Even with the new graphics and music one thing remains entirely the same as the original release, the game plays exactly like it did almost 20 years ago. While this is not always a bad thing it was executed poorly with this title.

The turn-based random encounter battles have been revived for Final Fantasy III and play the same way as they originally did. You have your normal commands, attack, defend, run, etc. But there is also a command for each class of the game which is quite a bit with over 20 classes to play as. They range from Monk and Warriors to oddities such as the Geomancer and Scholar. Some are incredibly useful while others are lacking. The White Mage for example can be your primary healer, while the Scholar is close to useless. His ability allows him to study the enemy allowing you to see its health and weaknesses if any, other then that he can cast no magic and does not hit very hard. A command to change classes or substitute an ability from a class would have made classes such as the Scholar more useful, but this was not how it was in the game's original release.

This game reeks of something bad, that being a word - randomness. Battles are impossible to strategically plan due to it. One turn an enemy can attack first almost killing your team, you heal everyone back to full. Next turn comes around and you expect the same thing to happen, but wait... For some reason your healer who just went last the previous turn is going first in this turn. Player stats do not even feel as if they effect one single drop of combat. It is completely possible for one of your characters to critically strike for 5000 in one turn then normal hit for 9999 the next on the exact same enemy. Even enemies follow this method, if one enemy (bosses in particular) single targets one of your combatants with a magic spell or uses their strongest spell on everyone two times in a row, there is close to no way to recover and you could find yourself dead on the second turn of the fight. The game is far too unforgiving which leads us to save points.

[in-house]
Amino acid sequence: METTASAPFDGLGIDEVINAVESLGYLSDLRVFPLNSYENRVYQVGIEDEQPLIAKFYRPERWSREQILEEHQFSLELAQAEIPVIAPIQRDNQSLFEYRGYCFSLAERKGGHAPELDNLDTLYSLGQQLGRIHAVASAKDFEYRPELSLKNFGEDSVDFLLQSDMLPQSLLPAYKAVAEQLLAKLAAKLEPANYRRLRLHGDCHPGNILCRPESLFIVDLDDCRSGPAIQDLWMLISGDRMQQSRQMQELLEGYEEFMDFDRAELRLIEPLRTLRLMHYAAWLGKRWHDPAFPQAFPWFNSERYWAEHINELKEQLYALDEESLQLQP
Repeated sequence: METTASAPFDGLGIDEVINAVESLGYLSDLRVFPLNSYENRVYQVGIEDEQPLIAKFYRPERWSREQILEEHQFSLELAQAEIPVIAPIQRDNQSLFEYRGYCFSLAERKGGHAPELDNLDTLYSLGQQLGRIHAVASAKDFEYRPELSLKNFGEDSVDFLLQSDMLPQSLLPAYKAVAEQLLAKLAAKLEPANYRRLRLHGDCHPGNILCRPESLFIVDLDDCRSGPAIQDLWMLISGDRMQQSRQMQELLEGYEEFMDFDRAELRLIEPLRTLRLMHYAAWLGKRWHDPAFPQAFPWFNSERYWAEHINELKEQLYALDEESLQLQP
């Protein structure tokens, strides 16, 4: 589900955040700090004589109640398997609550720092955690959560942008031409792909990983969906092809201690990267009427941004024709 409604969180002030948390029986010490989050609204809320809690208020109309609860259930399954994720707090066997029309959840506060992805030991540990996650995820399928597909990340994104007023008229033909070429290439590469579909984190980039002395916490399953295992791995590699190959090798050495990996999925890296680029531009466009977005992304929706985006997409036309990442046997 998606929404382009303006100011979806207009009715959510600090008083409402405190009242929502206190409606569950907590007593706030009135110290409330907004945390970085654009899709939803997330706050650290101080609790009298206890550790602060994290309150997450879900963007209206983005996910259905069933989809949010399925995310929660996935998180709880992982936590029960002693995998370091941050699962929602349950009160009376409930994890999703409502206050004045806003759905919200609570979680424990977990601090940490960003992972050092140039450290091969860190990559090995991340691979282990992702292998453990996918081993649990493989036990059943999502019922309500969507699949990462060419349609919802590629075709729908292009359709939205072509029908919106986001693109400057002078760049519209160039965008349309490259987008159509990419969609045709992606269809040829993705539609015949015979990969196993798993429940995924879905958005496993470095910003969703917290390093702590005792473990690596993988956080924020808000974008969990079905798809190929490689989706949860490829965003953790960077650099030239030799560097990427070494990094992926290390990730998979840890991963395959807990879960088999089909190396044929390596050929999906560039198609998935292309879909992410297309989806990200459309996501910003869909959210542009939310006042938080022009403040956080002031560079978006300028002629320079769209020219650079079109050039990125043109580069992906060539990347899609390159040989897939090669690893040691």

While the random feel of battles can be dealt with somewhat there is one major thing that really sucks the fun out of this classic experience: save points. There are absolutely no save points in this game. Now this does not sound too weird seeing as Final Fantasy I for example was the same way. The only way to save the game was by sleeping at an inn or using a tent/house. Final Fantasy III is close to the same as you can only save on the world map however it forgot one of the key mechanics that made that save system work. Tents, there are no tents or houses in this game. If you want to restore hp and mp or revive a dead party member without wasting one of your few Phoenix Downs you will go to an over priced inn. It absolutely kills the gameplay and it shows often.

The best way to put this into scope for anyone who does not own the game is to picture this. You travel through a long dungeon and are almost out of mp for Cura (your hp restoring spell). Your about to fight the boss but with low mp you don't feel ready for the encounter. So you venture all the way outside the dungeon to save the game just in case of failure. You won't be getting the mp back anyway as saving will just assure you keep the treasure you looted in the dungeon making your next run in much faster. So now with low mp not ready to fight the boss you decide you want to go back to a town, which in most cases can be a long trek, the problem only repeats itself if you get into an unlucky fight as you travel back to your current goal. The only way to really counter this problem is to over-level your party by grinding on random enemies.

While all of this may sound as if Final Fantasy III is a cheap joke of a game that is broke and there is not a single reason to buy it - it really is not. The game is more or less a 3D port of the original 8 bit classic, it really had the older fans in mind when in production. Deal with the frustrations from gameplay such as the lack of the tent system. For the not so old gamer though, this title may not be for you. If your the type of gamer that hates being in one area to long, and dislikes grinding this is in no means a title for you. This is the best attempt at creating a old fashioned RPG in a long while and hits the mark accurately.

Zenax's avatar
Community review by Zenax (October 26, 2007)